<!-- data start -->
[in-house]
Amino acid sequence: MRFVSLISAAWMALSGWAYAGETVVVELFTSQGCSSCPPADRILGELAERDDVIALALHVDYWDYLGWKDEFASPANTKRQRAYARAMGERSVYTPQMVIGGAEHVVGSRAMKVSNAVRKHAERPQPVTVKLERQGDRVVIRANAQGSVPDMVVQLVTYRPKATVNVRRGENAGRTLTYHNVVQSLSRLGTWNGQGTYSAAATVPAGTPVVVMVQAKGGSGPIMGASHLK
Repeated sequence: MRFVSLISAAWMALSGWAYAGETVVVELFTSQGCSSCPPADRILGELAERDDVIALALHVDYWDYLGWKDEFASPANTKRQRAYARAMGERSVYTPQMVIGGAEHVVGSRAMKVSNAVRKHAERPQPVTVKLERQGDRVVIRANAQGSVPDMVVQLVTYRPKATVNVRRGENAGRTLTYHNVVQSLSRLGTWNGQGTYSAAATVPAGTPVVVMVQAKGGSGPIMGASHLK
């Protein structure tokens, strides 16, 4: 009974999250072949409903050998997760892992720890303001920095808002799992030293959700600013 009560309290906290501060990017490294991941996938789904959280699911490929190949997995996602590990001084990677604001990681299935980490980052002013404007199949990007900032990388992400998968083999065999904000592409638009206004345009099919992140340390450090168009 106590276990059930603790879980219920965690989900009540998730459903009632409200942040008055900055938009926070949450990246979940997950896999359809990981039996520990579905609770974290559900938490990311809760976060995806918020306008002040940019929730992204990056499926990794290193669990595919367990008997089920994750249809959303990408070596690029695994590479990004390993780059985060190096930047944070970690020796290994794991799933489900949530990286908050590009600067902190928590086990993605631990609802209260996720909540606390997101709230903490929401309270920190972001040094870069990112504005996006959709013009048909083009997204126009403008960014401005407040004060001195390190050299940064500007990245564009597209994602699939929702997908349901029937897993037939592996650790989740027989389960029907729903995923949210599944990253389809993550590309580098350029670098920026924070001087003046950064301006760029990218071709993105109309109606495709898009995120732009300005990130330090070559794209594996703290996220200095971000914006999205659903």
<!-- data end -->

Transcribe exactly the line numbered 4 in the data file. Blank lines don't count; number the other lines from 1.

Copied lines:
């Protein structure tokens, strides 16, 4: 009974999250072949409903050998997760892992720890303001920095808002799992030293959700600013 009560309290906290501060990017490294991941996938789904959280699911490929190949997995996602590990001084990677604001990681299935980490980052002013404007199949990007900032990388992400998968083999065999904000592409638009206004345009099919992140340390450090168009 106590276990059930603790879980219920965690989900009540998730459903009632409200942040008055900055938009926070949450990246979940997950896999359809990981039996520990579905609770974290559900938490990311809760976060995806918020306008002040940019929730992204990056499926990794290193669990595919367990008997089920994750249809959303990408070596690029695994590479990004390993780059985060190096930047944070970690020796290994794991799933489900949530990286908050590009600067902190928590086990993605631990609802209260996720909540606390997101709230903490929401309270920190972001040094870069990112504005996006959709013009048909083009997204126009403008960014401005407040004060001195390190050299940064500007990245564009597209994602699939929702997908349901029937897993037939592996650790989740027989389960029907729903995923949210599944990253389809993550590309580098350029670098920026924070001087003046950064301006760029990218071709993105109309109606495709898009995120732009300005990130330090070559794209594996703290996220200095971000914006999205659903």